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British painter Edward Robert Hughes lived and worked from 1874 to 1930. Although most of his work was in watercolours, he also created oil paintings. 

Hughes's paintings are highly regarded and he was a prominent member of the Art Workers' Guild from 1888. He served on the committee of the association for six years. In 1891 he was elected an Associate Member of the Royal Watercolour Society and chose a mystical piece inspired by Christina Georgina Rossetti, Amor Mundi. He served as Vice-President of the Royal Watercolour Society from 1891 until his death in 1913.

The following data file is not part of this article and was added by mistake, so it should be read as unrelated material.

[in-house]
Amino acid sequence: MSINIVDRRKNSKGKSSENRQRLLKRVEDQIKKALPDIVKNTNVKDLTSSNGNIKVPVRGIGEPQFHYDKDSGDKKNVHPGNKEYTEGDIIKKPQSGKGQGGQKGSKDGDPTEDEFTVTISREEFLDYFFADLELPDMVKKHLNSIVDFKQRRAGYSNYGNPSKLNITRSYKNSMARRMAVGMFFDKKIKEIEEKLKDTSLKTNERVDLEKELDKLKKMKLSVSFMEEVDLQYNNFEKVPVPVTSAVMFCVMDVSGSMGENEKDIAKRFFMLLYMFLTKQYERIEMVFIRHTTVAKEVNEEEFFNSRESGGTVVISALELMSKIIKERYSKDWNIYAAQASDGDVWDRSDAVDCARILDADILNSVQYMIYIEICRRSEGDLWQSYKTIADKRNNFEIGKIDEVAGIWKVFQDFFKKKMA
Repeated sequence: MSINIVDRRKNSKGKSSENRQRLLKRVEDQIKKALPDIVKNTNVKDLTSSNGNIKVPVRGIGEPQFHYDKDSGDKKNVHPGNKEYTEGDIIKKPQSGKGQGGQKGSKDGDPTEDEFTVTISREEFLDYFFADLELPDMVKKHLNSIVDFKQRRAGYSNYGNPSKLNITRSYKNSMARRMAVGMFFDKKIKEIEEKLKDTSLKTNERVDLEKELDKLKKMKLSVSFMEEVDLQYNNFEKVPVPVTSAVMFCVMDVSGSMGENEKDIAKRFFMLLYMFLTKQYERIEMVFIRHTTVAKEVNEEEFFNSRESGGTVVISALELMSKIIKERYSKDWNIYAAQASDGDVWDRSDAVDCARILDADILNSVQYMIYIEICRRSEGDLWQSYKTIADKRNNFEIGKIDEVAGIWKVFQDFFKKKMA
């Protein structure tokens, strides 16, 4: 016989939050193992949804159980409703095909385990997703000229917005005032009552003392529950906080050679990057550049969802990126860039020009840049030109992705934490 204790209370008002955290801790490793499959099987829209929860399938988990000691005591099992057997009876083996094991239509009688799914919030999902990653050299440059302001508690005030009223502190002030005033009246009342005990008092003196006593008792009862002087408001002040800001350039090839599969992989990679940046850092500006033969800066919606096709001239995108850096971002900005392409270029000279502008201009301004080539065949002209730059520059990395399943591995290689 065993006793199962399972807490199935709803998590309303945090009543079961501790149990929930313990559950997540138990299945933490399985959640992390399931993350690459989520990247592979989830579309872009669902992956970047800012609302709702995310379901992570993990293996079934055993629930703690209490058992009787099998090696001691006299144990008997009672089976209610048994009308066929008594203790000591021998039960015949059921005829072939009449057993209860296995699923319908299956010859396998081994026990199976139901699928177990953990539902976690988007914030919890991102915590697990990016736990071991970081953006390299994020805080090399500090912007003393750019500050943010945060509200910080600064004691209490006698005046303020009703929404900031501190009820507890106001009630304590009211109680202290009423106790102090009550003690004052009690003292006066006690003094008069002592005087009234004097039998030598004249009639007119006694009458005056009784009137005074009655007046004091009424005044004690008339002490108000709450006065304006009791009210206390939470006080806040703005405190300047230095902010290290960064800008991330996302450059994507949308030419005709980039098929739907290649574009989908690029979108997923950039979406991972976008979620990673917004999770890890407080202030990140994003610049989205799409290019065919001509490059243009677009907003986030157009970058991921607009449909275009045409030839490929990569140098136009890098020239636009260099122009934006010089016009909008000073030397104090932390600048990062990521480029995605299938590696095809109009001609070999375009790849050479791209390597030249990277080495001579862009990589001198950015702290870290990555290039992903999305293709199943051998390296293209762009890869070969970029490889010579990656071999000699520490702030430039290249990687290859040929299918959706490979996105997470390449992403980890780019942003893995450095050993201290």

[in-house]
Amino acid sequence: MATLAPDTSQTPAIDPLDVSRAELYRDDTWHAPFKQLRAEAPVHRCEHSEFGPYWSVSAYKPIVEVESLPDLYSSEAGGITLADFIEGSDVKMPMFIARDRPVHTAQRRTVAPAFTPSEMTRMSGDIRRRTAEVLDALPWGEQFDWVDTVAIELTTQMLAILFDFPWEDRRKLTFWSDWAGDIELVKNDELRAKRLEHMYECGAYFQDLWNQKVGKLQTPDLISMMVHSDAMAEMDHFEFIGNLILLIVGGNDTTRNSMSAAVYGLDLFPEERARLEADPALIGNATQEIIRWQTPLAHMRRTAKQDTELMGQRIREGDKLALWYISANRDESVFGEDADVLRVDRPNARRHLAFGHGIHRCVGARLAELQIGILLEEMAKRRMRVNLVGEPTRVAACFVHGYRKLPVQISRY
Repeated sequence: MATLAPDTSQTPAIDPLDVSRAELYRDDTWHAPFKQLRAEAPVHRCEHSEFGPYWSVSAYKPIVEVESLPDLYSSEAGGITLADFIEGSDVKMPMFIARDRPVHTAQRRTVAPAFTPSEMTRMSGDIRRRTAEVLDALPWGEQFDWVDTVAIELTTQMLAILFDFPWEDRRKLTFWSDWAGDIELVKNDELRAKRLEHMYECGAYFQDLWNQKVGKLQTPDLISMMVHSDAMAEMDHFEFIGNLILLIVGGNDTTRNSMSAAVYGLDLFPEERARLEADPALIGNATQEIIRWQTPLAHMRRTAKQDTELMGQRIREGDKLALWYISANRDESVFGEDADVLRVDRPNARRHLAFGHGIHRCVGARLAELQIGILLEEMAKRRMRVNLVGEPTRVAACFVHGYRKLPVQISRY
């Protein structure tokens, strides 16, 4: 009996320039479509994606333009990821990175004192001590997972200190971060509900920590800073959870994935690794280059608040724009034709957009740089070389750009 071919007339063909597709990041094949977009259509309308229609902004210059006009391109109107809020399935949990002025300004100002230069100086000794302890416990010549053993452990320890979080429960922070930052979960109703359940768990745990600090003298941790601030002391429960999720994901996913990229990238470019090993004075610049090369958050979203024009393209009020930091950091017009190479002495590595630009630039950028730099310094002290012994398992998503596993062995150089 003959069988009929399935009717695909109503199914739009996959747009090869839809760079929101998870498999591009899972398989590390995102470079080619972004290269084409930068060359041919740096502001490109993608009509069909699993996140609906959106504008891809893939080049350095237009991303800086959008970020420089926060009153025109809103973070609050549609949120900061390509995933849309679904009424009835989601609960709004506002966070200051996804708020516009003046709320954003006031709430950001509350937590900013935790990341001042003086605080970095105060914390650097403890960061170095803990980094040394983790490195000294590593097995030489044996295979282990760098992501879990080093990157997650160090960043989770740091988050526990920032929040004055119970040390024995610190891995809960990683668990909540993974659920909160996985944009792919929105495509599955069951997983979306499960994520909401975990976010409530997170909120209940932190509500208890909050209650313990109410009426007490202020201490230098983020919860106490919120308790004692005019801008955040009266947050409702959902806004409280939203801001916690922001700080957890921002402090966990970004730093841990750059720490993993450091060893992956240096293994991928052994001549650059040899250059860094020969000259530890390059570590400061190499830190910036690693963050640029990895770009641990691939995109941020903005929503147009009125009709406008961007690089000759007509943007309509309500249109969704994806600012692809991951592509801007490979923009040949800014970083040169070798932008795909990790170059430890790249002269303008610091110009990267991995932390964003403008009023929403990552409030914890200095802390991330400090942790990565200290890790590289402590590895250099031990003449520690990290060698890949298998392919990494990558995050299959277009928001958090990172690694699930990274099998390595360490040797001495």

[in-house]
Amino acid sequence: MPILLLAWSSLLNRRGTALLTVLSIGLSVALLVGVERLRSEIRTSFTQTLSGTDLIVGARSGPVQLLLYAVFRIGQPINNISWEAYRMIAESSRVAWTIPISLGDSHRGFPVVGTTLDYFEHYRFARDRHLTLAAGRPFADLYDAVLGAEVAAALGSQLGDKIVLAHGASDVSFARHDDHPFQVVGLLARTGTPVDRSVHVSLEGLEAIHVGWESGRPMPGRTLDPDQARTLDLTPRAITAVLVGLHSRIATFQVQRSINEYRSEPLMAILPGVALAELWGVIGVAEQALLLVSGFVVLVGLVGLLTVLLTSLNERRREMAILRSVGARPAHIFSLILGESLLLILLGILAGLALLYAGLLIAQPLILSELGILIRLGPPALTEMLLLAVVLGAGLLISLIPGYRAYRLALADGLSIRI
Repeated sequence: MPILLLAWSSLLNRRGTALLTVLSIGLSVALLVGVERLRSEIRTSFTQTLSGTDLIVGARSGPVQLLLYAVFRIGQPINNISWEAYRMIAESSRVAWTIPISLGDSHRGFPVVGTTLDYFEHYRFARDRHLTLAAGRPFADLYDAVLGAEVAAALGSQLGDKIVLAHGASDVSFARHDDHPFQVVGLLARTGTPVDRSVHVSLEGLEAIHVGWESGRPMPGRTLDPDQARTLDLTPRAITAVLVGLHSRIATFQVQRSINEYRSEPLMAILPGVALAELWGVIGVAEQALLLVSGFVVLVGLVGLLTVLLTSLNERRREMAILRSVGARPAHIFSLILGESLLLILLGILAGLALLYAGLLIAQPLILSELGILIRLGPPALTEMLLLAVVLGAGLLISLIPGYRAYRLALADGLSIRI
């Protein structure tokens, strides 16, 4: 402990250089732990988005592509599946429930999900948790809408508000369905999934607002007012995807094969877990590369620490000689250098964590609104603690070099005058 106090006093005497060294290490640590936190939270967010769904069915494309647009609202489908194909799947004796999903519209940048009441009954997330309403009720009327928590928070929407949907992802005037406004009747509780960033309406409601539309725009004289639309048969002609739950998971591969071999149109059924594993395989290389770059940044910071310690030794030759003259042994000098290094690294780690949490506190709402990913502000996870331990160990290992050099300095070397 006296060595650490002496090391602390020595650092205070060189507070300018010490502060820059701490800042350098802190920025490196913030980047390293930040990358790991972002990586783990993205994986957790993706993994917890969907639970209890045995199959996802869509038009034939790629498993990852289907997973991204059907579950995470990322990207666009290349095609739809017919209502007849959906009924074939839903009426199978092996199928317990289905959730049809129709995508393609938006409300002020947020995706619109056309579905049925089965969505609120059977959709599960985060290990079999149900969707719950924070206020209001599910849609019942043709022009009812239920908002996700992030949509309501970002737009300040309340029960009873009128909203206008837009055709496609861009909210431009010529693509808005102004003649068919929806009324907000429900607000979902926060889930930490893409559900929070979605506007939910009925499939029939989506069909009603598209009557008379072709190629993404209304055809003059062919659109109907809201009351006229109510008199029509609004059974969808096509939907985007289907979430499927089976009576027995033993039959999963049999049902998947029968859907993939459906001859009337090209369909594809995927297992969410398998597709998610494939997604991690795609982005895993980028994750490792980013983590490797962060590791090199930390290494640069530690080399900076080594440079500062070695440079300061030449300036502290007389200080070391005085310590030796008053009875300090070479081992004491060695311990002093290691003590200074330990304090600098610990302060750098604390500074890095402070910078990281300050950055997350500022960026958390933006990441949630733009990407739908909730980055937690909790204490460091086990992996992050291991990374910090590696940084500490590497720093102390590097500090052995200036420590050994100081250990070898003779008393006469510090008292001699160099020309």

In 1872, Hughes began to exhibit at the Royal Academy, and in 1873, he met Burne-Jones and the poet George MacDonald. In 1879 he also made his debut in the Grosvenor Gallery. From this point on, he became a well-known portrait painter of the upper classes in Britain. In 1881 he declared himself a specialist in portrait painting.

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